Imams Online attended the summit of global religious leaders in Morocco on the theme of the rights of religious minorities under Islam. The summit, held between 25-27 January, has brought together 300 faiths leaders and influential thinkers.
It is the first major summit of its kind regarding the Charter of Medina, written in 622 C.E. The summit was hosted by Shaykh Abdullah Bin Bayyah, President of the Forum for Promoting Peace in Muslim Societies and the Ministry of Endowments and Islamic Affairs of the Kingdom of Morocco.
In recent times, we have seen attacks on religious minorities in the Muslim world. ISIS have caused many Christians to flee their homes. They have killed and captured Yazidis. The Jewish community has also expressed concern about their safety, given some targeted attacks against them in Europe.
Explaining the background to the summit, Shaykh Bin Bayyah told the summit that extremists were committing violence against Christians, Jews and other faith minorities under the banner of “Jihad”. “There is a sickness right now in the world, but we have treatments within Islam“, said Shaykh bin Bayyah.
In his inaugural address to the summit, the King of Morocco, Mohammed VI, said that co-existence and cultural diversity is celebrated in Islam. Moroccan history is full of rich examples of celebrating multi-ethnicity. It is therefore befitting that such summit of its kind is hosted by the kingdom of Morocco. “The many facets of Islam’s peaceful coexistence with believers in other religions have had beneficial effects in all spheres, including business, trade industry and the exchange of ideas“, said the King Mohammed VI
Islam has therefore enshrined the rights of religious minorities, and promoted religious tolerance and diversity. The formation of an “ummah” (one community) in the Medina Charter, shows one of the ways in which the Prophet combated violence and terror in his time.
Peace, amongst the faith groups more than 1400 years ago was achieved in Medina, not through the might of arms but through “tolerance, love, and belief in co-existence”, said the Minister of Religious Affairs of Pakistan. Peace in our time can only be achieved through recognising the multi-ethnic, multi-belief and multi-cultural society that is celebrated by Islam.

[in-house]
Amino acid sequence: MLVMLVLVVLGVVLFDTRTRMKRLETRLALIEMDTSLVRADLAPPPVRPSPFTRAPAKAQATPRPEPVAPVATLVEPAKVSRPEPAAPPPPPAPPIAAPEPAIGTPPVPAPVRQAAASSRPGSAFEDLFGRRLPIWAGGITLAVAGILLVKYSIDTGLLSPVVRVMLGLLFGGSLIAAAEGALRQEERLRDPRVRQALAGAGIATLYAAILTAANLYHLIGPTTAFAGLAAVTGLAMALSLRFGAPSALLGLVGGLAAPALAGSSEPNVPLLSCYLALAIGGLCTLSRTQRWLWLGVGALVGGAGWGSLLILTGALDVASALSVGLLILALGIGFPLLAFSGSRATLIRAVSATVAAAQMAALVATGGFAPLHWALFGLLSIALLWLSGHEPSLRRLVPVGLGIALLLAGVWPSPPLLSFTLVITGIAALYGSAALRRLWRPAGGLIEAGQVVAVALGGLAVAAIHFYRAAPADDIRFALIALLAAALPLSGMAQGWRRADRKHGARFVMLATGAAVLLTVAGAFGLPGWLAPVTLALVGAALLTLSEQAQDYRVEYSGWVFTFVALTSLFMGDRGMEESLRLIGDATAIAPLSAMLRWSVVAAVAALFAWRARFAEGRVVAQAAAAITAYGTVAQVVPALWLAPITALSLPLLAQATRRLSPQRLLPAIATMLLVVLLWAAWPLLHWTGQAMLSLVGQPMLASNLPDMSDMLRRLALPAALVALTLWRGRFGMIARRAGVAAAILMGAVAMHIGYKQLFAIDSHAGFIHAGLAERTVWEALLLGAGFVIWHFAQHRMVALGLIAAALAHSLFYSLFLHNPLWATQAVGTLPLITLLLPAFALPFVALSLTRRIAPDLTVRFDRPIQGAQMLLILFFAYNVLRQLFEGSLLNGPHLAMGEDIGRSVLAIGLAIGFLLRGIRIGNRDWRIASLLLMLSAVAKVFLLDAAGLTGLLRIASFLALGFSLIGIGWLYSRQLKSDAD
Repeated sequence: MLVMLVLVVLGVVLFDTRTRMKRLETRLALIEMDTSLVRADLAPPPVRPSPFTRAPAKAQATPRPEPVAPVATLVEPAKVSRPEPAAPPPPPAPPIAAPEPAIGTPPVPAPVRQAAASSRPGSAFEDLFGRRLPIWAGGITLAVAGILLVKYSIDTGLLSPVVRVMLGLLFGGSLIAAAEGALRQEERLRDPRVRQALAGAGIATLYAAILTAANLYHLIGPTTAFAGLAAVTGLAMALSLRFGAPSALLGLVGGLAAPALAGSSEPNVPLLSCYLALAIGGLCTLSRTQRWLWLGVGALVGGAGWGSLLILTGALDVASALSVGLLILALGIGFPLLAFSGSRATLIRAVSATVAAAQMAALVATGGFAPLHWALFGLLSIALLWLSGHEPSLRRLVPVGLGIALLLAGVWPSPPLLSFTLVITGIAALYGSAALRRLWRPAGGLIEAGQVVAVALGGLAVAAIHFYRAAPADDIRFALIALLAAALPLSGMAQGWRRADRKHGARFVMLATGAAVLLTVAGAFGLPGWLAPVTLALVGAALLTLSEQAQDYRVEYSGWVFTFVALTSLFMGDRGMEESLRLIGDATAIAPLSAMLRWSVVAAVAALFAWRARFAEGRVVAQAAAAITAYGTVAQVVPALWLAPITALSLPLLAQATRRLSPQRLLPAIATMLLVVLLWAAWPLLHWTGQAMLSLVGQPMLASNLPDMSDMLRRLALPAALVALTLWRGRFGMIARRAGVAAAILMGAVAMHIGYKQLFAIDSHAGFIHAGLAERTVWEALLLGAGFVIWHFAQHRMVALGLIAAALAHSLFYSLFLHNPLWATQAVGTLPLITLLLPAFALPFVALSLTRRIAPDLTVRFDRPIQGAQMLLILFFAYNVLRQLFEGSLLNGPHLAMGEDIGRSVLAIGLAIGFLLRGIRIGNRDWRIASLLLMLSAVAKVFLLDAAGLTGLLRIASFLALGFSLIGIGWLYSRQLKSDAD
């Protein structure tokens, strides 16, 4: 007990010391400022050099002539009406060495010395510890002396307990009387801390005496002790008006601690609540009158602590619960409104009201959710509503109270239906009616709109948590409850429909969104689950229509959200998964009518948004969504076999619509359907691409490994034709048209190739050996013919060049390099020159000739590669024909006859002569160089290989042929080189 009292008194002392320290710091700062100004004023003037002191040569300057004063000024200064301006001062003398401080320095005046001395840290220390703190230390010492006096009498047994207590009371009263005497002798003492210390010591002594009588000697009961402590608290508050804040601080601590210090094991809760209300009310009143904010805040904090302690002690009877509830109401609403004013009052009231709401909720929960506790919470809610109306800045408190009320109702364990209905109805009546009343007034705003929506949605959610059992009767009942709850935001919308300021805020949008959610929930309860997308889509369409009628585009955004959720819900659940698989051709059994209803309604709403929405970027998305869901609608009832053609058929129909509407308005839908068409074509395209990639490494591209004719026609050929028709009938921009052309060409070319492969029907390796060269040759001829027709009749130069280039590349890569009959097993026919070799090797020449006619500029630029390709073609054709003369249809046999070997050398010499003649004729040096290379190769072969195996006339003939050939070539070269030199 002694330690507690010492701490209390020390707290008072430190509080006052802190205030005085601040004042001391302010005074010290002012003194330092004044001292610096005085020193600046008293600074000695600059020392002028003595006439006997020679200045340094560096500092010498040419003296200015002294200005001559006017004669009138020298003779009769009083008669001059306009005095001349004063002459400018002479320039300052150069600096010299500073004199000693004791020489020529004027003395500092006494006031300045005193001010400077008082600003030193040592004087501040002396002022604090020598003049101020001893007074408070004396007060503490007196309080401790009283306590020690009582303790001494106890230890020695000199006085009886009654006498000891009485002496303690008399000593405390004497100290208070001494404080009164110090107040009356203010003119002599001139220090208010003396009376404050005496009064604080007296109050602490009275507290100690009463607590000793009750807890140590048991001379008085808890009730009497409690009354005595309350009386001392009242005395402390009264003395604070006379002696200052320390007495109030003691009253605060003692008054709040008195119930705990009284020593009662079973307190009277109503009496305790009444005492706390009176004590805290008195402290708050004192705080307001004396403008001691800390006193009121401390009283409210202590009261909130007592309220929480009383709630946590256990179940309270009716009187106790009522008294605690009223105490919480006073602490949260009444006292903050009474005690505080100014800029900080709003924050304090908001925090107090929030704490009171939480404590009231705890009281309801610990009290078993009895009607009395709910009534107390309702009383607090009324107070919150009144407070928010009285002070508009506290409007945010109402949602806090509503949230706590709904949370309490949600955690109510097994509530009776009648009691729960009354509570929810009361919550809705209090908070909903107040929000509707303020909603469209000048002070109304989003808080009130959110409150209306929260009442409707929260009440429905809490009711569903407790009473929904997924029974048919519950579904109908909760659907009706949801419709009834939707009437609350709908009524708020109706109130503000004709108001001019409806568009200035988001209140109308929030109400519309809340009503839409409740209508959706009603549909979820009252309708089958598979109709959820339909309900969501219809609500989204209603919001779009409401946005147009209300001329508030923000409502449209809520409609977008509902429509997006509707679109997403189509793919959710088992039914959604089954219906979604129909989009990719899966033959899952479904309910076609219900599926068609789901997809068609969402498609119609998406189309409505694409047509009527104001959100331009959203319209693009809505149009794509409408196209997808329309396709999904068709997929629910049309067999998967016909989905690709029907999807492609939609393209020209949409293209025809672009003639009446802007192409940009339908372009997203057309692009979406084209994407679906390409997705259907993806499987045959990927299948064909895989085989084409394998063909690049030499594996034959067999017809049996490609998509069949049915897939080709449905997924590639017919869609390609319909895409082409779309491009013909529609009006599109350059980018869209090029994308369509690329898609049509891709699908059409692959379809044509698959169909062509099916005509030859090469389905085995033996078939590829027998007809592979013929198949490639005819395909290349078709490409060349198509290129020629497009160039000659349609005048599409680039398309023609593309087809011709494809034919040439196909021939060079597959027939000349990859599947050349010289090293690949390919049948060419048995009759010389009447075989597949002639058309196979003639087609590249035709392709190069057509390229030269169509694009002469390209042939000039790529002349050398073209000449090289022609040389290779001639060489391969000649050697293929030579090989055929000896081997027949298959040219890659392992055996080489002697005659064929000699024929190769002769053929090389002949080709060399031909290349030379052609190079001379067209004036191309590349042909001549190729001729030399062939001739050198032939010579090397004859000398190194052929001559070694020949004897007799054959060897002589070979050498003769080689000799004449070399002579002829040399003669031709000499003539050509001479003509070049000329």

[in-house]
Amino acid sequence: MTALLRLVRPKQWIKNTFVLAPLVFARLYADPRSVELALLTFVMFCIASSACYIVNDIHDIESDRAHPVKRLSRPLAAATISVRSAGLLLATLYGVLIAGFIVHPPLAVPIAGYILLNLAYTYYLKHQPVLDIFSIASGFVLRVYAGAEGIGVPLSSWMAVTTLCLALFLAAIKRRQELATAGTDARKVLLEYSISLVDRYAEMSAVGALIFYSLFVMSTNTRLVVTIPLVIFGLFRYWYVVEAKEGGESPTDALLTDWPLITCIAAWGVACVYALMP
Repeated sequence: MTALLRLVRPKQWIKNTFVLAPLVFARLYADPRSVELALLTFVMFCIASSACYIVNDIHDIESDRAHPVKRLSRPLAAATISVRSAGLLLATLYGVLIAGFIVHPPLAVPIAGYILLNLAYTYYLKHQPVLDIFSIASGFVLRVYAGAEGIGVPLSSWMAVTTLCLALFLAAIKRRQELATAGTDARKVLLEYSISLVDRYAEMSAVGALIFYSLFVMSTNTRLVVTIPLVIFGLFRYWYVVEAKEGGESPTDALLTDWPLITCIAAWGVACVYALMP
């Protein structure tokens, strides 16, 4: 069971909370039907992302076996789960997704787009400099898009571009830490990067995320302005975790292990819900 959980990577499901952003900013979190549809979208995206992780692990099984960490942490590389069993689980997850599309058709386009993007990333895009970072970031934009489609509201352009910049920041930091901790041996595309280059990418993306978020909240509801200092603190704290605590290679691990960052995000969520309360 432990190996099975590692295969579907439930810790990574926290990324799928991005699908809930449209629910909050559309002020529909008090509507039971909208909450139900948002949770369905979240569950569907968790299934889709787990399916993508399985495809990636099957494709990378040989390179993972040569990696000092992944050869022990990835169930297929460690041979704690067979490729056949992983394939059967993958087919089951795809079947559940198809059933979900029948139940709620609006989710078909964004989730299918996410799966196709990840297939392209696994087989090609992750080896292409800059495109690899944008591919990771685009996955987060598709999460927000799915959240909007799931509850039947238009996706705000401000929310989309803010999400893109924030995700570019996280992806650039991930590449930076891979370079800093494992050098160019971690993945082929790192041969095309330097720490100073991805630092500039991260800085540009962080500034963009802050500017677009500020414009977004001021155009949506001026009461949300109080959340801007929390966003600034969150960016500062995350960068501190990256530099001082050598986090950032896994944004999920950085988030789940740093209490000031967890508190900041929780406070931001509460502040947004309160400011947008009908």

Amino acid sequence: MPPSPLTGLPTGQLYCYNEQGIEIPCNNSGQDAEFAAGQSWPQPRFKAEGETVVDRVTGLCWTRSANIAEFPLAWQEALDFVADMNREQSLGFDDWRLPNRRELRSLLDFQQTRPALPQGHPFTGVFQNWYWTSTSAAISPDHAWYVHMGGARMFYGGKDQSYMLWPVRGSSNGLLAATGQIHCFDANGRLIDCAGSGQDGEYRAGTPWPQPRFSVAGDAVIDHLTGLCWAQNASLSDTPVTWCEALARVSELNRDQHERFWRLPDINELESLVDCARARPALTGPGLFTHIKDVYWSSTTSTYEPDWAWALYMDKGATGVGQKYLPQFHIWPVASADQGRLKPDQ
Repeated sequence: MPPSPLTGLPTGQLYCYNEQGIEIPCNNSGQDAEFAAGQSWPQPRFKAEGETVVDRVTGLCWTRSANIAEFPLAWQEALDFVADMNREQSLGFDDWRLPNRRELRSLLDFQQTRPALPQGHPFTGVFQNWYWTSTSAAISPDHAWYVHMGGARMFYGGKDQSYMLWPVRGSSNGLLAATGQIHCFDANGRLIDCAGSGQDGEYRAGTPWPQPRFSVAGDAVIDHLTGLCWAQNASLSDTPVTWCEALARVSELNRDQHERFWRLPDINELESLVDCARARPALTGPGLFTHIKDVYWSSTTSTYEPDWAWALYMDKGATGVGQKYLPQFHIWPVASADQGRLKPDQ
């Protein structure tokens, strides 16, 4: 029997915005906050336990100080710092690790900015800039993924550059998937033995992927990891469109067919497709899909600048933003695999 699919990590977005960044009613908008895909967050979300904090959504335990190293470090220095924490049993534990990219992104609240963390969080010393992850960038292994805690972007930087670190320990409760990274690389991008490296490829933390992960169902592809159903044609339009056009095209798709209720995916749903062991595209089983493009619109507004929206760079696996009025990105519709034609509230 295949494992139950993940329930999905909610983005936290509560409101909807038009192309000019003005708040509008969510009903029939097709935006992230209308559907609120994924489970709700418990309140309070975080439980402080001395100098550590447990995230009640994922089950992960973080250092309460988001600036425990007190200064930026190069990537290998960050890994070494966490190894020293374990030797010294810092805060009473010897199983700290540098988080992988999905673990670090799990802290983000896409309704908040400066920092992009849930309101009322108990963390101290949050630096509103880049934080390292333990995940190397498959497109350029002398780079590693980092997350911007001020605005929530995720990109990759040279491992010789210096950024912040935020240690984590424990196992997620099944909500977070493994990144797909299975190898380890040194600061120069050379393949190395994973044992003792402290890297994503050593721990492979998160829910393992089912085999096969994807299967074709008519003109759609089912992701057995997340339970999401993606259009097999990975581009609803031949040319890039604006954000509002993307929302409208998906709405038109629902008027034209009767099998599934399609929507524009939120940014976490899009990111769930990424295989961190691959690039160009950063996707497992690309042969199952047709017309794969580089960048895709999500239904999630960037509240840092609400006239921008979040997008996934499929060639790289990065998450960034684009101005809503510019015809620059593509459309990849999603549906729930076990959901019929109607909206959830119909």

The extremist groups such as ISIS, Daesh, Boko Haram are effectively presenting a violent ideology based on their twisted reading of religious texts, cut off from their temporal and objective contexts. The leaders from Egypt, Saudi Arabia, Pakistan and many other countries reaffirmed that protection of religious minorities is a human rights issue, and must be a priority for the Muslim world.
This radical movements have shifted to political activism using violence to impose their ideas on people. Muslim scholars were clear on their commitment that religious minorities living in Muslim countries must enjoy safety and security unconditionally. Conflicts, tensions and divisions amongst faiths feeding animosity must be resolved through mediation, diplomacy, and dialogue. The Charter of Medina provides an exemplary foundation for peaceful co-existence between diverse communities.
The aims is to end the summit with a new declaration, rooted in Islamic law, which may reaffirm, in modern words, the rights of religious minorities living in Muslim lands.
I am brimming with hope and full of faith that the work of the summit will be relied upon by Muslim countries.
By Qari Muhammad Asim
Senior Editor – Imams Online
Head Imam – Makkah Masjid, Leeds